Ask Babe: Valuing Fotoballs, Angels bats, Terrell Owens cards and more

Tuesday , March 18, 2014 - 12:12 PM

Babe Waxpak

Dear Babe: I have a set of 1994 Chevron team stars Fotoballs. I have Mike Piazza, Eric Karros, Ramon Martinez and Brett Butler along with a stand.

-- Bob McCall, Ewa Beach, Hawaii

Babe: You should have a blue Dodgers ball as well for a complete set.

Fotoballs are more of a novelty than a collectible. I don't see them listed anywhere, but I did see several offered for sale in eBay auctions. A Dodger set sold for $19.50, including shipping and handling. I'd say the five-ball set is worth $10-$20. Most of the balls offered went without getting a bid, including an Edgar Martinez Mariners ball at $80. A Randy Johnson Mariners ball sold for $15, plus $5 shipping. The one that boggles my mind is a Brett Butler Dodgers Fotoball that sold for $24.85 with free shipping. I have no idea why it sold for that much -- even if it was autographed. Maybe his mother bid on it.

Mark Matheny, a marking specialist for Chevron, went back through the files and found some information on this promotion and another from 2005 that featured San Francisco Giants legends.

The featured teams in 1994 were the Atlanta Braves, Florida Marlins, Texas Rangers, Houston Astros, L.A. Dodgers, Oakland A's, the Giants and the Seattle Mariners.

The baseballs were sold for $1.99 or $2.99 at Chevron stations in each team's area.

The more recent promotion offered five Fotoballs at $4.99 each. The promotion opened with Willie McCovey, who came with a free display stand. In the following four weeks, Juan Marichal, Orlando Cepeda, Gaylord Perry and Willie Mays were available.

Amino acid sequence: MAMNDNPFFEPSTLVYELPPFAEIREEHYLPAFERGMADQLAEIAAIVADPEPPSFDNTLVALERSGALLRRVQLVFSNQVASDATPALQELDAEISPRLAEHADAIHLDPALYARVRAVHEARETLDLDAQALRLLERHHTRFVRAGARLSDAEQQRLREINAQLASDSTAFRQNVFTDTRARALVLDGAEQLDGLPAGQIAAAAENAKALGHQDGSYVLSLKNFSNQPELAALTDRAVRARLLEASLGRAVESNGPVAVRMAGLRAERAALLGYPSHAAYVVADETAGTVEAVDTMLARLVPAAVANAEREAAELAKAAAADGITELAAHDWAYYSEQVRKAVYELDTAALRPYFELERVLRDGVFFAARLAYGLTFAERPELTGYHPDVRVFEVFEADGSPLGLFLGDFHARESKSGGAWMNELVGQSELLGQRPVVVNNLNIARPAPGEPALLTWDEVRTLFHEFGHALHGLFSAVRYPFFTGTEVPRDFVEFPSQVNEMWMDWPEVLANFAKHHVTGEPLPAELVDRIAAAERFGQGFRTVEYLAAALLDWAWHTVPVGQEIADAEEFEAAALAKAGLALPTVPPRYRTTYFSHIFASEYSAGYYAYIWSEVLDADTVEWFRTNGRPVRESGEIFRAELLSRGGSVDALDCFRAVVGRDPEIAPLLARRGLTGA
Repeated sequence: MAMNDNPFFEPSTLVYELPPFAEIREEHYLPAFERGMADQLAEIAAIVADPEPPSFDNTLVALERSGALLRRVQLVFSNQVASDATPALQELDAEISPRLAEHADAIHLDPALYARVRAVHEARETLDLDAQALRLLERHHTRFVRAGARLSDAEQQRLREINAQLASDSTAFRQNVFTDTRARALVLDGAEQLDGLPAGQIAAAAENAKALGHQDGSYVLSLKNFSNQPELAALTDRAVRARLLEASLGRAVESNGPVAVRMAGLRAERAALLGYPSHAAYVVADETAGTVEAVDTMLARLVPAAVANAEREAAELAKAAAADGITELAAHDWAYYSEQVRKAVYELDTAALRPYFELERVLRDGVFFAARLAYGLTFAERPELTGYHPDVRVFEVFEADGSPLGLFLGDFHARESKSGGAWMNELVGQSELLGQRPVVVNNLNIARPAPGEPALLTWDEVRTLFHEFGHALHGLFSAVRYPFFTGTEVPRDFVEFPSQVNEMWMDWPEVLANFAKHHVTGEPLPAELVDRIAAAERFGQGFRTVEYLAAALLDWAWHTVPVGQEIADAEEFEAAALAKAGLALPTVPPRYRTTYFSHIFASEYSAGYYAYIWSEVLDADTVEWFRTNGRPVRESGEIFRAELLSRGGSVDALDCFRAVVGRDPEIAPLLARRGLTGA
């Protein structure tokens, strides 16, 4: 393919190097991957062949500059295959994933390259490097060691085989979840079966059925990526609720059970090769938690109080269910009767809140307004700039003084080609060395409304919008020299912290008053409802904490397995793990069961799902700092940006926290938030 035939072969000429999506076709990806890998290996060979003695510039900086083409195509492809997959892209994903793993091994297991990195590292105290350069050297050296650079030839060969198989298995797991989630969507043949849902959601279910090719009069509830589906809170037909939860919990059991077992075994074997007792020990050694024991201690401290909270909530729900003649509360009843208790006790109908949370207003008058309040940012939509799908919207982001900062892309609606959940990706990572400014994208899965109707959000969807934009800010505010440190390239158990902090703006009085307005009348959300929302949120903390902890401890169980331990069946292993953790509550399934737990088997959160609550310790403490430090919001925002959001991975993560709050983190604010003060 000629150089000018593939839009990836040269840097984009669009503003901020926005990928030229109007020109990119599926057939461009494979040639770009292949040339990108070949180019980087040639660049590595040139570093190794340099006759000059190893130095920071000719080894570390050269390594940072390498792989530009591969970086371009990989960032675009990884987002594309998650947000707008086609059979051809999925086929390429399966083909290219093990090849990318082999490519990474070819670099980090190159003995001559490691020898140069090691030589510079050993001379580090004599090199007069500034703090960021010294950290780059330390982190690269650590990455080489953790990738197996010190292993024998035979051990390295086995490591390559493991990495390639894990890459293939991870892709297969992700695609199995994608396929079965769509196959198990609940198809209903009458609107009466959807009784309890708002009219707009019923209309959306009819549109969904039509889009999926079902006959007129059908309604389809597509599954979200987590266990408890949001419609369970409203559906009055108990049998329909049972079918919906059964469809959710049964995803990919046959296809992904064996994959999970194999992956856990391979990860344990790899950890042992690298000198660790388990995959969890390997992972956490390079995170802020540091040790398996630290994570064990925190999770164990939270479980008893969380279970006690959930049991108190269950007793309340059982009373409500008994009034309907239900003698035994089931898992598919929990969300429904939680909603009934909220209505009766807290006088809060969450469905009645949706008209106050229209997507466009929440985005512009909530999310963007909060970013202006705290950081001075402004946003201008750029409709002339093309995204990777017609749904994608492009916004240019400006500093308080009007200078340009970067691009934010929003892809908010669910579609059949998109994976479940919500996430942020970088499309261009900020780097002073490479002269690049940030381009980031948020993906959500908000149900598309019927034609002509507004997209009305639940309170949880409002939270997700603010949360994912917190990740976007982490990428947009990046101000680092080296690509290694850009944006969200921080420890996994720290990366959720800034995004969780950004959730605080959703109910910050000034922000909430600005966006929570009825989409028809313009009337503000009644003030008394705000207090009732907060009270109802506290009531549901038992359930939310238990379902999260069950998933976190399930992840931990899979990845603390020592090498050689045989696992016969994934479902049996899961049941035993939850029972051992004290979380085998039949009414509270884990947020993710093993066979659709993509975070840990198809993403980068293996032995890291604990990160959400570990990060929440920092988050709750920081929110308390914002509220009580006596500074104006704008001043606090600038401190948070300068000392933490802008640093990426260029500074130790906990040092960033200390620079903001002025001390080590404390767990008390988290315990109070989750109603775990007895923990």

Dear Babe: I attended a fundraiser for the Ronald McDonald House of Orange County, Calif., and won two Angels bats. Both are cracked. One was a Chili Davis bat and the other a Spike Owen.

-- Ron Wilton, Corona, Calif.

Babe: Bats are complicated. Obviously, the cracks mean these were used, but who knows if they were used in batting practice or in games? The Davis bat looks brand new, while Owens' definitely shows lots of wear and tear and pine tar. Either way, while the players had nice Major League Baseball careers, neither has real star power when it comes to collectors.

I checked with David Kohler, president of, and Mike Heffner, president of They put the bats in the $50-$100 range.

Dear Babe: I have a Terrell Owens 2008 Upper Deck Masterpieces card that is numbered one of 25.

-- Noah Lewis, Norco, Calif.

Babe: The only listing I see for a Terrell Owens card that could be numbered out of 25 is for a burgundy parallel card. They book at $10 each.

Dear Babe: I have a Dodgers blue T-shirt with the name "Starnes" on the back with the No. 9 and "L.A." on the sleeve. I'm a die-hard Dodgers fan, who will be 86 in March. I get a lot of questions when I wear it.

-- Tina Naylor, Riverside, Calif.

Babe: Alas, Da Babe doesn't have any solid answers for you. I checked the book "Baseball by the Numbers," and didn't find anyone by that name that wore No. 9 for the Dodgers -- either in Brooklyn, N.Y., or Los Angeles.

I'm thinking that since it is a T-shirt it might have been worn by someone who played in a recreational league. Starnes might be a player's name or maybe a sponsor's name.

Since it has been worn and washed, I suspect it doesn't have a lot of monetary value. However, if you're getting a lot of questions and comments, it sounds like it's worth more to you as a conversation starter than any monetary value it might have.

(If you have a question for Babe Waxpak, include your full name and hometown, the card number, year and manufacturer or send a photocopy. Please do not send cards. The address is: Babe Waxpak, Box 492397, Redding, CA 96049-2397 or email

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